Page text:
CLOSE
Original image

What Became of Captain Gary Powers?

Original image

British Navy mechanic Arthur Batchelor, one of the recently released Iranian hostages, has been criticized for "making a mockery of his capture in a series of sickening photos." I can't begin to imagine what it's like to be held in captivity, so I wouldn't think of passing judgment. But this got me thinking about Gary Powers, the pilot whose U-2 spy plane was shot down over the U.S.S.R. in 1960. I wondered what became of Captain Powers upon his return. Here's what I learned.

  • On February 10, 1962, after Powers had spent twenty-one months in a Soviet prison, the United States traded KGB Colonel Vilyam Fisher (alias Rudolf Abel) "“ who had been captured in New York in 1957 "“ for Powers and American student Frederic Pryor. It was an old fashioned spy swap.
  • The Soviets salvaged the spy plane's surveillance camera and developed the photographs. Powers' survival pack, including 7500 rubles and jewelry for women, was also recovered. Both the survival pack and much of the U-2 wreckage are on display at the Central Museum of Armed Forces in Moscow.
  • Powers appeared before a Senate Armed Services Select Committee hearing, which included Senators Prescott Bush and Barry Goldwater. Although some had criticized the pilot for failing to destroy the camera (while others thought he should have taken his own life), the Committee determined that Powers followed orders, did not divulge any critical information to the Soviets, and conducted himself "as a fine young man under dangerous circumstances."
  • Powers worked as a test pilot for Lockheed from 1963 to 1970. In 1970, he wrote a book called Operation Overflight: A Memoir of the U-2 Incident.
  • Sadly and strangely, Powers died in a helicopter crash on August 1, 1977, while working for television station KNBC.
  • Survived by his wife and two children, he was buried in Arlington National Cemetery.
  • His widow's house was destroyed in the 1994 Northridge earthquake; she then relocated to Las Vegas. She passed away in 2004.
  • Powers was posthumously honored by the U.S. Air Force on the 40th anniversary of his plane being shot down. He was presented with the Distinguished Flying Cross, Department of Defense Prisoner of War Medal, and National Defense medals - all of which he had been denied during his lifetime.

Thanks to the BBC, Matt's Today in History, the ReviewJournal and Wikipedia. That photo is his suit, which is on display at the Atomic Testing Museum in Vegas.

Original image
Ian Hitchcock/Getty Images
arrow
Space
Can’t See the Eclipse in Person? Watch NASA’s 360° Live Stream
Original image
Ian Hitchcock/Getty Images

Depending on where you live, the historic eclipse on August 21 might not look all that impressive from your vantage point. You may be far away from the path of totality, or stuck with heartbreakingly cloudy weather. Maybe you forgot to get your eclipse glasses before they sold out, or can't get away from your desk in the middle of the day.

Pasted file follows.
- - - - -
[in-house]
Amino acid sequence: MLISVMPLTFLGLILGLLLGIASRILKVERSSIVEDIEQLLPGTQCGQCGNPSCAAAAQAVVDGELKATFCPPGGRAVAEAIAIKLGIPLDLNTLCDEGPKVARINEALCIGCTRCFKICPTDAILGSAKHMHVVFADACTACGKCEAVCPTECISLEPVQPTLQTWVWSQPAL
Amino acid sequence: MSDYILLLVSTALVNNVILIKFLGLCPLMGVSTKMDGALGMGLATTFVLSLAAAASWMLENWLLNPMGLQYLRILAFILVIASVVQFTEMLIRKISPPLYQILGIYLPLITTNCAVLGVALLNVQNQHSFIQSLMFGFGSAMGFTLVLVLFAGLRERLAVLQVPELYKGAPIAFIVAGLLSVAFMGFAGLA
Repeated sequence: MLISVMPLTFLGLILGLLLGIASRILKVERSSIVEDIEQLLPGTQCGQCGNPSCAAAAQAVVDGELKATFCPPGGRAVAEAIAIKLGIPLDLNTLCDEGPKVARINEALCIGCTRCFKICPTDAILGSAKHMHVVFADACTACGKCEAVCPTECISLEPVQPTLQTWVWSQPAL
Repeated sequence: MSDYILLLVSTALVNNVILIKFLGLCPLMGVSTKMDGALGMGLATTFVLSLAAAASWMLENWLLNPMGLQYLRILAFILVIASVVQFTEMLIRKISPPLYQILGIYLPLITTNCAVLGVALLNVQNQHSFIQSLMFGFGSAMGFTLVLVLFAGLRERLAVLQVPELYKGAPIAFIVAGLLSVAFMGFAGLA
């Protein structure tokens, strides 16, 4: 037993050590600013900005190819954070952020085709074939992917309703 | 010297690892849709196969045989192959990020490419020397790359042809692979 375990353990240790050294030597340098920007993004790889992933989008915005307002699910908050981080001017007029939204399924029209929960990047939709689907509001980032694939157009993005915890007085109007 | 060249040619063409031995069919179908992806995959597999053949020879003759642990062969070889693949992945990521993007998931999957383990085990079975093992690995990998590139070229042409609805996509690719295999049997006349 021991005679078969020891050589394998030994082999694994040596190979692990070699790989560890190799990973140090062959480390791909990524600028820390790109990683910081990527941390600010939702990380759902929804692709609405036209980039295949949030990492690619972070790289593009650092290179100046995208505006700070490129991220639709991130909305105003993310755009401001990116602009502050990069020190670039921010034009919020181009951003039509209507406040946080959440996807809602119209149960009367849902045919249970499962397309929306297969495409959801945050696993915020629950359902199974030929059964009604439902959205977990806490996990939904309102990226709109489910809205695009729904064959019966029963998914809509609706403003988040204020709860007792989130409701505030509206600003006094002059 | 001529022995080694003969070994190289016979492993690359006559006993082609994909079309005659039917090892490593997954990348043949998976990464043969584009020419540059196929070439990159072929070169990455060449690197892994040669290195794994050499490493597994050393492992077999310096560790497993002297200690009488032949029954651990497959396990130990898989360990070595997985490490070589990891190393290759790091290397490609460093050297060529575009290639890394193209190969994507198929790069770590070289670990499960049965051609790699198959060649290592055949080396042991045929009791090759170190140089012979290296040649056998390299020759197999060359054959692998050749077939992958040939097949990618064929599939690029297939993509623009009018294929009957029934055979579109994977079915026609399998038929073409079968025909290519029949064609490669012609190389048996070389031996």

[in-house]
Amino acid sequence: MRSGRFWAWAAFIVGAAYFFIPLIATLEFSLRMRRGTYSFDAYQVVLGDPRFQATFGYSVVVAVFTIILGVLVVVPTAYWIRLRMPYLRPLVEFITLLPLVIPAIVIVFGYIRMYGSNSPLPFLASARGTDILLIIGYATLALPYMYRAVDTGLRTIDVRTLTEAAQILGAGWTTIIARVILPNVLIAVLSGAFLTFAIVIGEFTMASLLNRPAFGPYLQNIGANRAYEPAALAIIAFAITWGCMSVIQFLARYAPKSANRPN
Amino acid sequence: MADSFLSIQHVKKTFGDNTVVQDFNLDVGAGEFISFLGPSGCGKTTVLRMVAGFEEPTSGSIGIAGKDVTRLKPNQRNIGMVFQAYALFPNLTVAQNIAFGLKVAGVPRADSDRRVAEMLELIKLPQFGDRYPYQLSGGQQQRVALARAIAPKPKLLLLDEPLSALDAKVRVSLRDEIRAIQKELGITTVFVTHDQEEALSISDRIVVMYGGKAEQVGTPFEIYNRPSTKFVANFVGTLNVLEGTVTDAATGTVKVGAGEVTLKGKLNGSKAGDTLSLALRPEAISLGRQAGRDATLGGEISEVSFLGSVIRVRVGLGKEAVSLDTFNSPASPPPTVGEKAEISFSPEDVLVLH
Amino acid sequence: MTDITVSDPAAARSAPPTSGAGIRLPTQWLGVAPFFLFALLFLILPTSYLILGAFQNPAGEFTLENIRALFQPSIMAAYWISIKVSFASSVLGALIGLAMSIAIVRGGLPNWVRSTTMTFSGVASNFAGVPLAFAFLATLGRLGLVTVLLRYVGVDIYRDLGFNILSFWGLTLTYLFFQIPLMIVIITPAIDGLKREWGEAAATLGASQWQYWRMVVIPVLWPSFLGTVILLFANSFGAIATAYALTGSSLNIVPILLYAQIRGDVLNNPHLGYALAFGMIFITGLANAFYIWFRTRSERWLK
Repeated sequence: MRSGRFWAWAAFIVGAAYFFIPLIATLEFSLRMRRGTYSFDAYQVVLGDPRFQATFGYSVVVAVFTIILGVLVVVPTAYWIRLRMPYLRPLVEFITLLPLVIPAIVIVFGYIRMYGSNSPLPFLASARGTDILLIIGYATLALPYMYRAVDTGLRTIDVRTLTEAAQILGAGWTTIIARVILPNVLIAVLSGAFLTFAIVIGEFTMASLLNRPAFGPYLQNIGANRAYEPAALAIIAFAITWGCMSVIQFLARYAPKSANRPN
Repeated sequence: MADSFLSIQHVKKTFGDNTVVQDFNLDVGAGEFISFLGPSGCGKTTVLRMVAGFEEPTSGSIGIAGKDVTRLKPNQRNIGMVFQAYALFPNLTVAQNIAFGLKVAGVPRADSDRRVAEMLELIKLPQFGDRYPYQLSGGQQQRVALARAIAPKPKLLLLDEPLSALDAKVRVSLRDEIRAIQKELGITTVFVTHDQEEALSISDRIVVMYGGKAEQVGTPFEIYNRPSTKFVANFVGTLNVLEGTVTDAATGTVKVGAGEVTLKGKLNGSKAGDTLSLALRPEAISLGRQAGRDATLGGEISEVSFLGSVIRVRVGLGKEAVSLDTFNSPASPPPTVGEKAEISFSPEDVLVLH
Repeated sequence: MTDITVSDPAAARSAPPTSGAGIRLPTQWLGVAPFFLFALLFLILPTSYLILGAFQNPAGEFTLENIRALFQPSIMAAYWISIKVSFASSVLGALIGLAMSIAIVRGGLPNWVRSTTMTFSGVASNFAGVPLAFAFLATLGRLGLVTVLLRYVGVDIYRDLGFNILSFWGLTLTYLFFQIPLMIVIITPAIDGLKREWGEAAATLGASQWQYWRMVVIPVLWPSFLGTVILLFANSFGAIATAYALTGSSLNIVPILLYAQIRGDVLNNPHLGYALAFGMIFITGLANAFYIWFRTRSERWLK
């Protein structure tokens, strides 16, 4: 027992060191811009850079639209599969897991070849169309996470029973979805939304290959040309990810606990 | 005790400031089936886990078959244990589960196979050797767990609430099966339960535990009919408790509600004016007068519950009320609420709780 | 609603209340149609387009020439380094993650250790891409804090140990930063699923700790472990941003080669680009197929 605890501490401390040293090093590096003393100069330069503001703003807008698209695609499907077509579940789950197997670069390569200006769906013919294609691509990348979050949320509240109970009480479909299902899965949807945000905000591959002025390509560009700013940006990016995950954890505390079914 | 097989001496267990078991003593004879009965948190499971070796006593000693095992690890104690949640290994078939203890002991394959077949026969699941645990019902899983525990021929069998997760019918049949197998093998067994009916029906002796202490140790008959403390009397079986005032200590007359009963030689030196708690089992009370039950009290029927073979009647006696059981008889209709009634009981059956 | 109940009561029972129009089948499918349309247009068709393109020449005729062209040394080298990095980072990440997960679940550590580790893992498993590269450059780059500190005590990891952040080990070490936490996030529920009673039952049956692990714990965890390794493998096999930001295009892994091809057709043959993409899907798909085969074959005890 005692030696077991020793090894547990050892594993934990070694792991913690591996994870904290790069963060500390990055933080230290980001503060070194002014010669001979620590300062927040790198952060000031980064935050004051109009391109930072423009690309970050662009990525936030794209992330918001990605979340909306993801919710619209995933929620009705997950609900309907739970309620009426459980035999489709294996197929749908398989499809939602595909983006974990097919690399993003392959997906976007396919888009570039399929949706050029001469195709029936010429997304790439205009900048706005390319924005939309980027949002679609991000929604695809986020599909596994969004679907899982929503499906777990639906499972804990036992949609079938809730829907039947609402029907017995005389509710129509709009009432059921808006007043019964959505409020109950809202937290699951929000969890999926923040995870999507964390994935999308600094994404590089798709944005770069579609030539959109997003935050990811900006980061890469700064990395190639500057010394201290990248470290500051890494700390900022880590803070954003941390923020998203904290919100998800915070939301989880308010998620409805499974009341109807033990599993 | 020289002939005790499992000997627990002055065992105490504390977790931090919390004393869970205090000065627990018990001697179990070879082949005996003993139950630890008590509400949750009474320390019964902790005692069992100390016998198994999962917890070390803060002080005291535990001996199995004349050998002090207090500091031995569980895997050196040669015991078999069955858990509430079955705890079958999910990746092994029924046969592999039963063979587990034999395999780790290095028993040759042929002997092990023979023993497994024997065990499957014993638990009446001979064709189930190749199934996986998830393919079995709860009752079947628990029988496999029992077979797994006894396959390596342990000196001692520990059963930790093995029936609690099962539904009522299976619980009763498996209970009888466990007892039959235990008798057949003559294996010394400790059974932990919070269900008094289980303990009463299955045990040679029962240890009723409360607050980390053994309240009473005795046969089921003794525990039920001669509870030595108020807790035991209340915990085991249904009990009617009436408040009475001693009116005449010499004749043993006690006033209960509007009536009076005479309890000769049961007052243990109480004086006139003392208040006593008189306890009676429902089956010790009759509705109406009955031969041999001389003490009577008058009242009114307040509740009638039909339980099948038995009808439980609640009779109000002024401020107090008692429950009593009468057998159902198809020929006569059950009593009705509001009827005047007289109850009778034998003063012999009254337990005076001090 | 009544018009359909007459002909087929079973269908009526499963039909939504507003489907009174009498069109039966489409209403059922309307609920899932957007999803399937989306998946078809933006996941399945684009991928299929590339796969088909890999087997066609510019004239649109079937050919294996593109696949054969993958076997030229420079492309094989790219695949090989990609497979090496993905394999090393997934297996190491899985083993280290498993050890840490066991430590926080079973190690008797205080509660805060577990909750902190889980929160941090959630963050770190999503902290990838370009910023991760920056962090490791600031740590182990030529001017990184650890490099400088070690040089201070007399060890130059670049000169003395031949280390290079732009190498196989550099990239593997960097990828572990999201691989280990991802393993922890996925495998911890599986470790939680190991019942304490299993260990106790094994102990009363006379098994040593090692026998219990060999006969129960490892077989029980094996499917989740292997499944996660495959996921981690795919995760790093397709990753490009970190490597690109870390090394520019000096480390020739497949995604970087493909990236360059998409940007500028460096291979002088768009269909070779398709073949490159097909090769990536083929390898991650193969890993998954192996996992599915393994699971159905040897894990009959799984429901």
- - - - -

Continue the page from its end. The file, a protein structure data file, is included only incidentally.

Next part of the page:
But fear not. NASA has you covered. The space agency is live streaming a spectacular 4K-resolution 360° live video of the celestial phenomenon on Facebook. The livestream started at 12 p.m. Eastern Time and includes commentary from NASA experts based in South Carolina. It will run until about 4:15 ET.

You can watch it below, on NASA's Facebook page, or on the Facebook video app.

arrow
Art
Cephalopod Fossil Sketch in Australia Can Be Seen From Space

Australia is home to some of the most singular creatures alive today, but a new piece of outdoor art pays homage to an organism that last inhabited the continent 65 million years ago. As the Townsville Bulletin reports, an etching of a prehistoric ammonite has appeared in a barren field in Queensland.

Ammonites are the ancestors of the cephalopods that currently populate the world’s oceans. They had sharp beaks, dexterous tentacles, and spiraling shells that could grow more than 3 feet in diameter. The inland sea where the ammonites once thrived has since dried up, leaving only fossils as evidence of their existence. The newly plowed dirt mural acts as a larger-than-life reminder of the ancient animals.

To make a drawing big enough to be seen from space, mathematician David Kennedy plotted the image into a path consisting of more than 600 “way points.” Then, using a former War World II airfield as his canvas, the property’s owner Rob Ievers plowed the massive 1230-foot-by-820-foot artwork into the ground with his tractor.

The project was funded by Soil Science Australia, an organization that uses soil art to raise awareness of the importance of farming. The sketch doubles as a paleotourist attraction for the local area, which is home to Australia's "dinosaur trail" of museums and other fossil-related attractions. But to see the craftsmanship in all its glory, visitors will need to find a way to view it from above.

[h/t Townsville Bulletin]

SECTIONS

arrow
LIVE SMARTER
More from mental floss studios